Myth says the mustard was planted by California missionaries as they walked from mission to mission dropping mustard seeds. They knew that, on the next years’ journey when the path was overgrown with grass and vegetation, the yellow of the mustard would mark the way. Each mission is planted about one day’s walk from the other.
Annually I follow similar paths in Napa Valley where I am welcomed by the yellows of the wild mustard planted among the vineyards. In addition to the mustard plant’s beauty it does serve several practical purposes. It provides habitat for birds that will eat specific bugs and worms (nematodes) that attack the vines. In addition, the mustard’s root system helps open up the soil to allow it to better receive the water and nutrients so necessary for the vines. Finally, when the mustard is plowed under, it too provides food for the vines.
For me, the mustard supplies oceans of yellow as subject or background color. The naked grape vines seem to emerge from the flowing yellow much like palm kelp at low tide. Lots of depth-of-field captures the merging lines of the rows of vines and the yellow pathways between them.
With lots of depth-of-field, everything is seen in focus. But if the camera is set to a shallow depth-of-field, it renders a mystical moment which gives me the feeling that all is well. By placing the camera lens close to mustard blooms, f/4.5 and focusing far down the vineyard row you can create wonderful yellow orbs, halos and blankets of color in your foreground.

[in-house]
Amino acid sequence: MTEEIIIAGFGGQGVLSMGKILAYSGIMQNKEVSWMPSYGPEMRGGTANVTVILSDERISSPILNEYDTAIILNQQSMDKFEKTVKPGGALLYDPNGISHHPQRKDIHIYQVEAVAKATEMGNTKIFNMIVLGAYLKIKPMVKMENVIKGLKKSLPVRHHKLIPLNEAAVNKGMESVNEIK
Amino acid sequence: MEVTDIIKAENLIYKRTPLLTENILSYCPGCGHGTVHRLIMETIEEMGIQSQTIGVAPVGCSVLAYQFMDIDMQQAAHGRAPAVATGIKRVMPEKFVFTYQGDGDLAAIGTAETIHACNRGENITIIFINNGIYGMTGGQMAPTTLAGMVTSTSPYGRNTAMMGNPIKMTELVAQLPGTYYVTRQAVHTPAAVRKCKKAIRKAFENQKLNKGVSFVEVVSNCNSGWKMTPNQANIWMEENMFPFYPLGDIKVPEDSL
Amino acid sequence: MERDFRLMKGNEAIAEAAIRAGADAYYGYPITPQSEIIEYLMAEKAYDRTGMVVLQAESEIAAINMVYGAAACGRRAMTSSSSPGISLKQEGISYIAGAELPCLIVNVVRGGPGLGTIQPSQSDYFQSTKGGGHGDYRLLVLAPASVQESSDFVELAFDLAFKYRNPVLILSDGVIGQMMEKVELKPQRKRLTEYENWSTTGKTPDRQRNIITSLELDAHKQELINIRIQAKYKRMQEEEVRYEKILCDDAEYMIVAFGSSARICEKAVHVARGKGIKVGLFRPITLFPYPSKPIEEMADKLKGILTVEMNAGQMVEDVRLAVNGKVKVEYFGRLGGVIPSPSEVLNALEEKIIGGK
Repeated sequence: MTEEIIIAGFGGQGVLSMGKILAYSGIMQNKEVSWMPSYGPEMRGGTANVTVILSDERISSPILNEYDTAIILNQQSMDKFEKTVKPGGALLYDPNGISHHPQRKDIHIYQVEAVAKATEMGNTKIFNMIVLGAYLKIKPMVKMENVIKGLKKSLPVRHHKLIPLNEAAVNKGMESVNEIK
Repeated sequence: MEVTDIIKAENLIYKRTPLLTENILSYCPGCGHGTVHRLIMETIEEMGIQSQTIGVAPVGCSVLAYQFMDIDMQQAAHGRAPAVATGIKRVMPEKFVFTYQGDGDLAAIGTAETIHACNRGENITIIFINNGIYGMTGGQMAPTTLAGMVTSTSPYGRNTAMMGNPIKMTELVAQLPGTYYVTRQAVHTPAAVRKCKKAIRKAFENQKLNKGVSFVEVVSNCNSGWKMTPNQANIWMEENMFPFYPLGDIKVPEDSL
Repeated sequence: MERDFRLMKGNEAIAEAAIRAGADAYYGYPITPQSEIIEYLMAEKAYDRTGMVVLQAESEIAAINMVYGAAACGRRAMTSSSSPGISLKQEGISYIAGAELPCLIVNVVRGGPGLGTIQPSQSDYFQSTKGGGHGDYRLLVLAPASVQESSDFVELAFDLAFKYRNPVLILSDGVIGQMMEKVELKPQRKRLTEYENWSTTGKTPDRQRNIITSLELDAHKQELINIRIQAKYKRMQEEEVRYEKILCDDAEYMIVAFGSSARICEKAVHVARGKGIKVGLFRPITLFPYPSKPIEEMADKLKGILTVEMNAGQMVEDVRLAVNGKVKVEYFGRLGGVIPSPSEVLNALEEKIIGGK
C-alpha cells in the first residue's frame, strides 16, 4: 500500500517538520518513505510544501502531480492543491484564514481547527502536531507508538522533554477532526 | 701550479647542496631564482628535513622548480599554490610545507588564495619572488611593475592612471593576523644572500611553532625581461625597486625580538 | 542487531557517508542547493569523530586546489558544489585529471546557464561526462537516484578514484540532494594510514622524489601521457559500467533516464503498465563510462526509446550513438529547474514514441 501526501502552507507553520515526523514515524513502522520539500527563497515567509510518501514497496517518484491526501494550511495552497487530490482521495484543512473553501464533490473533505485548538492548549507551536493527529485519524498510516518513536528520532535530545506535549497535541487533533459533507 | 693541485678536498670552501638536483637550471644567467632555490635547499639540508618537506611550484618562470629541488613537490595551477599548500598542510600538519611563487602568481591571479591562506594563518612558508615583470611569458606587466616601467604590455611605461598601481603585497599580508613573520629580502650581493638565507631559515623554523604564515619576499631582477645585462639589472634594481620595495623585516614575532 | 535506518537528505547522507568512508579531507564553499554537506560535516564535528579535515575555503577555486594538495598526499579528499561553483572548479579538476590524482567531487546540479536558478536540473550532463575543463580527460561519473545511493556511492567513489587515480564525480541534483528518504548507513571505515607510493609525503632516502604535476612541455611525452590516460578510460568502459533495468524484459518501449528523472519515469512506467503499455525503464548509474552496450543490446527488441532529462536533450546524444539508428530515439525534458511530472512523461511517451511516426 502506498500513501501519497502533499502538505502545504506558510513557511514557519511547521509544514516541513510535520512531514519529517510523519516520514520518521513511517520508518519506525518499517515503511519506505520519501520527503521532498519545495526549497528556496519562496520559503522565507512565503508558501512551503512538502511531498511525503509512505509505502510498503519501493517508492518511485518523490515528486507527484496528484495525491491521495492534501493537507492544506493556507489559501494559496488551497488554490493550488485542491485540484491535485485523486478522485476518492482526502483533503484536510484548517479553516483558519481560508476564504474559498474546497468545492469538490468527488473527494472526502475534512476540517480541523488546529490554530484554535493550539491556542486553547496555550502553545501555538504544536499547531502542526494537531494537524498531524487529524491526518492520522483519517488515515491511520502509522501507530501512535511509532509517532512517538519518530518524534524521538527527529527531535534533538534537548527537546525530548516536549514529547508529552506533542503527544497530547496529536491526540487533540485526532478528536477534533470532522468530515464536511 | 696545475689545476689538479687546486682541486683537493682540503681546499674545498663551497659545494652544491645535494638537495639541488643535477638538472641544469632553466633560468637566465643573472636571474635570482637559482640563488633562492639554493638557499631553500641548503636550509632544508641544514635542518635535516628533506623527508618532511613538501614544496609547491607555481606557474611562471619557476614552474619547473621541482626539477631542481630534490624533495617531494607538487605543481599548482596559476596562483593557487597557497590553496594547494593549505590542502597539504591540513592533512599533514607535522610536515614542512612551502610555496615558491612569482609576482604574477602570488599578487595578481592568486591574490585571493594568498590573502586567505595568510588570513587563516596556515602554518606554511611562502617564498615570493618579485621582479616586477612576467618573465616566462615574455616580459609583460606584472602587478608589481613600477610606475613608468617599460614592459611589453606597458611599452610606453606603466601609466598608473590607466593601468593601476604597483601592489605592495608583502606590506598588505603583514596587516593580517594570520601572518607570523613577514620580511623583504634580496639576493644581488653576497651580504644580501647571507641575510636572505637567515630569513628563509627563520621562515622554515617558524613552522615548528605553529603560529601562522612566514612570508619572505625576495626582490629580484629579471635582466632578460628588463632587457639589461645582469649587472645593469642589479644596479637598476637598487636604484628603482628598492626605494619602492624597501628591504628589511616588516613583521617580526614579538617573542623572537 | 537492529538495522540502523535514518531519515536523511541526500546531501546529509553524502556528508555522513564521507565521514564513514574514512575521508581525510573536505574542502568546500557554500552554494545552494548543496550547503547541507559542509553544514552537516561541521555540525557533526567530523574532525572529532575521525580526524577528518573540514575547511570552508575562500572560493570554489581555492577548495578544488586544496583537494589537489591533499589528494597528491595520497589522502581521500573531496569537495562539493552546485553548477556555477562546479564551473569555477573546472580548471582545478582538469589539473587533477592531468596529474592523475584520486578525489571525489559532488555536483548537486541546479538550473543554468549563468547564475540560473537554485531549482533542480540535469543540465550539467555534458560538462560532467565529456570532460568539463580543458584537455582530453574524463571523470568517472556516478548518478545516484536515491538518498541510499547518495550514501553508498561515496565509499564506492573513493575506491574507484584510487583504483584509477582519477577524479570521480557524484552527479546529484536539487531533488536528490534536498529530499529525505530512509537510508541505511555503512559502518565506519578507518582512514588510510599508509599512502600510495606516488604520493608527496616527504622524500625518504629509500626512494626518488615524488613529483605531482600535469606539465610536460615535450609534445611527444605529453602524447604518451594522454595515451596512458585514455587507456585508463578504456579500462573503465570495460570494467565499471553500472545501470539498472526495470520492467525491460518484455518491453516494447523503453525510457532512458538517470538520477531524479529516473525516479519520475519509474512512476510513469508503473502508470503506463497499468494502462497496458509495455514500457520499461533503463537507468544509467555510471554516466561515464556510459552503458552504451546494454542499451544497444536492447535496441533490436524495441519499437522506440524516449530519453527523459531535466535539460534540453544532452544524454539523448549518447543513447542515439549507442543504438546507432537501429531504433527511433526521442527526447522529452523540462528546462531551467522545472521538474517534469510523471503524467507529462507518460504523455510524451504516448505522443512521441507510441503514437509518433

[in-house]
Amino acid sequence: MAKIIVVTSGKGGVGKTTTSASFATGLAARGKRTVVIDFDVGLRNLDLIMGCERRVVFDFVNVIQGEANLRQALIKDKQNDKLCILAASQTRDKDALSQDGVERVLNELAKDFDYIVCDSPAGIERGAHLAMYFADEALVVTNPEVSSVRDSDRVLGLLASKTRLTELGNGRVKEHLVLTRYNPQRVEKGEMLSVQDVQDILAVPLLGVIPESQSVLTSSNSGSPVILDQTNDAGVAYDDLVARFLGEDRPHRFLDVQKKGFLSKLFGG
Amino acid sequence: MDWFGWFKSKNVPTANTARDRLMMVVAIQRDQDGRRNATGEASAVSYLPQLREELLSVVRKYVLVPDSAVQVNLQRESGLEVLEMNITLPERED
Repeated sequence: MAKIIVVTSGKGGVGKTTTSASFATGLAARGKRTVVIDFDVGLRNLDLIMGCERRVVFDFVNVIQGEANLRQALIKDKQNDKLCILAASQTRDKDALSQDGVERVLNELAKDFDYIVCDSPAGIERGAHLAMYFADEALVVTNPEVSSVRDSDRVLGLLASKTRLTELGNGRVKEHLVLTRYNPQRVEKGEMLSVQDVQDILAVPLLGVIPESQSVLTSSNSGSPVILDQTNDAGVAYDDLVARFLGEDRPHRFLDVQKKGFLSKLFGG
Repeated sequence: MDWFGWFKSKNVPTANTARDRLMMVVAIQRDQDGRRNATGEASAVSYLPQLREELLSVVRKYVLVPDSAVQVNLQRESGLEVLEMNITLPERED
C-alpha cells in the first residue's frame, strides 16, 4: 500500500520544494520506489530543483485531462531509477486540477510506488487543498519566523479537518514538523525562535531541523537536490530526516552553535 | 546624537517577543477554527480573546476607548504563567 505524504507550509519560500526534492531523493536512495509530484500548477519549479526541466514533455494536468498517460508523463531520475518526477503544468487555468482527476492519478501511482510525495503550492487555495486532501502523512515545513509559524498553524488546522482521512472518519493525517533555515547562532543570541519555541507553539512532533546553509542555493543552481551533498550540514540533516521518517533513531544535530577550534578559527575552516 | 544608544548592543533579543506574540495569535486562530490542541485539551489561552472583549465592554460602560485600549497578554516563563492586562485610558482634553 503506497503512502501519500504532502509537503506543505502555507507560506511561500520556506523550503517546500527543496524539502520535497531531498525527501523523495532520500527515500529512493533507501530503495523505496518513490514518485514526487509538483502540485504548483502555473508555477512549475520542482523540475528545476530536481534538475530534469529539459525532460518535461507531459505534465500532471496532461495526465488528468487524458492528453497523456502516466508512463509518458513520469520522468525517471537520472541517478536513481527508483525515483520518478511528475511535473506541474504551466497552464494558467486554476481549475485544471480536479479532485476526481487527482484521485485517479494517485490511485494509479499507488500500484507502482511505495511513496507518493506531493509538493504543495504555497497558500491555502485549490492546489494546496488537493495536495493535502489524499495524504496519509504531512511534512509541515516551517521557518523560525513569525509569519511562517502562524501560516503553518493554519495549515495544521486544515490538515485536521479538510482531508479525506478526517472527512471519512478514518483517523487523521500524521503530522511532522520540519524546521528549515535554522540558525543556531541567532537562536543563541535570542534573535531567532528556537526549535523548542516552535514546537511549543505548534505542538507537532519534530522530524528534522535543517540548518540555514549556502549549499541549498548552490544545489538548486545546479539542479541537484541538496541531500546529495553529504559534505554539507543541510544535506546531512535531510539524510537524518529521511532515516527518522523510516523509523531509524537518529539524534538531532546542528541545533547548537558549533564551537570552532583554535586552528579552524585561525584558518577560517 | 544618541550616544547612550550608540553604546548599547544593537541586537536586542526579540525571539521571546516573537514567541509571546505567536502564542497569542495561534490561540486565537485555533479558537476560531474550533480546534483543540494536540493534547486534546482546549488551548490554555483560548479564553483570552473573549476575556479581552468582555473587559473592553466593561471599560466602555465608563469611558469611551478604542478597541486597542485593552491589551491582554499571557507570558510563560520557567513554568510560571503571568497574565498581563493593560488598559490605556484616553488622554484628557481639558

English mystic Julian of Norwich lived in a time of turmoil (1342-1416), but her theology was optimistic and spoke of God’s love in terms of joy and compassion, the direct opposite to the law and duty proclaimed by the institutional church of her day. For Julian, suffering was not a punishment that God inflicted, as was the common understanding. She believed that God loved everyone and would save them all. Her saying, “All shall be well, and all shall be well, and all manner of things shall be well,” reflects her theology. Julian claimed these words were spoken directly to her by God.
I hope one or two stalks of mustard are still blooming on May 8, Julian’s feast day. I will hear the yellow flowers sing out: “All shall be well, and all shall be well, and all manner of things shall be well.”
You may find other vineyard shots in my Art on the Vine portfolio.